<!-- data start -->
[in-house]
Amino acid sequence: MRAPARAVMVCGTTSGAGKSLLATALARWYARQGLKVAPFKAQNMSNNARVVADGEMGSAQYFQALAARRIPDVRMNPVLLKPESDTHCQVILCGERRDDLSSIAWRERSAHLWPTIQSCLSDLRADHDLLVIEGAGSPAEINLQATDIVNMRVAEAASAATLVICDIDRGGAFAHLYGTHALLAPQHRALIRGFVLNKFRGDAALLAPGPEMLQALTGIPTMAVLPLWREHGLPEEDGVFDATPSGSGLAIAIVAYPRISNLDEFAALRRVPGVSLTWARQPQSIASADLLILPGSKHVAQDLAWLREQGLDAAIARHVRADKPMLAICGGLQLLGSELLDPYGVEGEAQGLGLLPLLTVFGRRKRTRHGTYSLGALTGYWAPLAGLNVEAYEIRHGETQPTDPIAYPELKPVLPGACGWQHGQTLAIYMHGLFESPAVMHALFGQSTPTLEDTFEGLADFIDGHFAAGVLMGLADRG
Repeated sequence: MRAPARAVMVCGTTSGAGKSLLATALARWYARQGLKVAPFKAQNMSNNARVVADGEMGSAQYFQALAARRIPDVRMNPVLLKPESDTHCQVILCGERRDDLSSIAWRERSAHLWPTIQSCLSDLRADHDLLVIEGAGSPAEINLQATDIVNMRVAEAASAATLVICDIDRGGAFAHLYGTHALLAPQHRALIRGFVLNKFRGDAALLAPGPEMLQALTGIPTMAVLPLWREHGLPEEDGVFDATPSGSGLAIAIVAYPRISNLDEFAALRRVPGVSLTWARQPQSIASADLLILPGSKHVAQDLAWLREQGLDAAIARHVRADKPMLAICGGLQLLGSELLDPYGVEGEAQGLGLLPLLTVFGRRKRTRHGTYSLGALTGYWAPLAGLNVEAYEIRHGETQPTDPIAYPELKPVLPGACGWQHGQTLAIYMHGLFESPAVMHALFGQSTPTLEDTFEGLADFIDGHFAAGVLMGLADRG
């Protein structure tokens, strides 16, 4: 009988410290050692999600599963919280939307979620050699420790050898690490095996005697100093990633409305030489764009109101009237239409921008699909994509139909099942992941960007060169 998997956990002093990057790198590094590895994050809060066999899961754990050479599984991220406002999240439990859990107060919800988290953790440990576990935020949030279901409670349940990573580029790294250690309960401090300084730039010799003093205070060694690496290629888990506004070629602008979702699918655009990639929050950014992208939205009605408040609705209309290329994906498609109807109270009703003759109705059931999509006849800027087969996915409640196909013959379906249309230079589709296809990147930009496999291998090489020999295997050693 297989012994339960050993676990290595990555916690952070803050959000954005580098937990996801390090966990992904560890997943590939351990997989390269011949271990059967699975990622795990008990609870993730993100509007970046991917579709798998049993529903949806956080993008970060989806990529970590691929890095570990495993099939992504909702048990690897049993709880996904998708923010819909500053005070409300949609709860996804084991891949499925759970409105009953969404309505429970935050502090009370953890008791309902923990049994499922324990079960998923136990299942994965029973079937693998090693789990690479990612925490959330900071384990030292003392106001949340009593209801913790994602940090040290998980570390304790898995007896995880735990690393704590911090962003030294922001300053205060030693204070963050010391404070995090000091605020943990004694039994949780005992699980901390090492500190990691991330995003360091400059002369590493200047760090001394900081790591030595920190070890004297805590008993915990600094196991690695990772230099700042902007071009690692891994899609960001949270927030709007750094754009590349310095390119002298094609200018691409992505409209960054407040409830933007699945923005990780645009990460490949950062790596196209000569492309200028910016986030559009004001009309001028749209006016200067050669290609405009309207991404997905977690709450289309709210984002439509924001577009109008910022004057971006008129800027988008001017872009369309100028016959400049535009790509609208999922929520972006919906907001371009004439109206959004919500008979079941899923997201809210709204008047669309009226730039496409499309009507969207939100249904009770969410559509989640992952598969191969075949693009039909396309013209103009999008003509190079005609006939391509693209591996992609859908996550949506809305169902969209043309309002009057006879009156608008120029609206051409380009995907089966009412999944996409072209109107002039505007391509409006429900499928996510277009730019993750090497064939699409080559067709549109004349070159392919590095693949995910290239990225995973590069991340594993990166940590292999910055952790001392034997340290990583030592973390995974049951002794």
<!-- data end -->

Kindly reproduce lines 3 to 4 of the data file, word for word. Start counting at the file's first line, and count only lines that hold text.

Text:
Repeated sequence: MRAPARAVMVCGTTSGAGKSLLATALARWYARQGLKVAPFKAQNMSNNARVVADGEMGSAQYFQALAARRIPDVRMNPVLLKPESDTHCQVILCGERRDDLSSIAWRERSAHLWPTIQSCLSDLRADHDLLVIEGAGSPAEINLQATDIVNMRVAEAASAATLVICDIDRGGAFAHLYGTHALLAPQHRALIRGFVLNKFRGDAALLAPGPEMLQALTGIPTMAVLPLWREHGLPEEDGVFDATPSGSGLAIAIVAYPRISNLDEFAALRRVPGVSLTWARQPQSIASADLLILPGSKHVAQDLAWLREQGLDAAIARHVRADKPMLAICGGLQLLGSELLDPYGVEGEAQGLGLLPLLTVFGRRKRTRHGTYSLGALTGYWAPLAGLNVEAYEIRHGETQPTDPIAYPELKPVLPGACGWQHGQTLAIYMHGLFESPAVMHALFGQSTPTLEDTFEGLADFIDGHFAAGVLMGLADRG
């Protein structure tokens, strides 16, 4: 009988410290050692999600599963919280939307979620050699420790050898690490095996005697100093990633409305030489764009109101009237239409921008699909994509139909099942992941960007060169 998997956990002093990057790198590094590895994050809060066999899961754990050479599984991220406002999240439990859990107060919800988290953790440990576990935020949030279901409670349940990573580029790294250690309960401090300084730039010799003093205070060694690496290629888990506004070629602008979702699918655009990639929050950014992208939205009605408040609705209309290329994906498609109807109270009703003759109705059931999509006849800027087969996915409640196909013959379906249309230079589709296809990147930009496999291998090489020999295997050693 297989012994339960050993676990290595990555916690952070803050959000954005580098937990996801390090966990992904560890997943590939351990997989390269011949271990059967699975990622795990008990609870993730993100509007970046991917579709798998049993529903949806956080993008970060989806990529970590691929890095570990495993099939992504909702048990690897049993709880996904998708923010819909500053005070409300949609709860996804084991891949499925759970409105009953969404309505429970935050502090009370953890008791309902923990049994499922324990079960998923136990299942994965029973079937693998090693789990690479990612925490959330900071384990030292003392106001949340009593209801913790994602940090040290998980570390304790898995007896995880735990690393704590911090962003030294922001300053205060030693204070963050010391404070995090000091605020943990004694039994949780005992699980901390090492500190990691991330995003360091400059002369590493200047760090001394900081790591030595920190070890004297805590008993915990600094196991690695990772230099700042902007071009690692891994899609960001949270927030709007750094754009590349310095390119002298094609200018691409992505409209960054407040409830933007699945923005990780645009990460490949950062790596196209000569492309200028910016986030559009004001009309001028749209006016200067050669290609405009309207991404997905977690709450289309709210984002439509924001577009109008910022004057971006008129800027988008001017872009369309100028016959400049535009790509609208999922929520972006919906907001371009004439109206959004919500008979079941899923997201809210709204008047669309009226730039496409499309009507969207939100249904009770969410559509989640992952598969191969075949693009039909396309013209103009999008003509190079005609006939391509693209591996992609859908996550949506809305169902969209043309309002009057006879009156608008120029609206051409380009995907089966009412999944996409072209109107002039505007391509409006429900499928996510277009730019993750090497064939699409080559067709549109004349070159392919590095693949995910290239990225995973590069991340594993990166940590292999910055952790001392034997340290990583030592973390995974049951002794």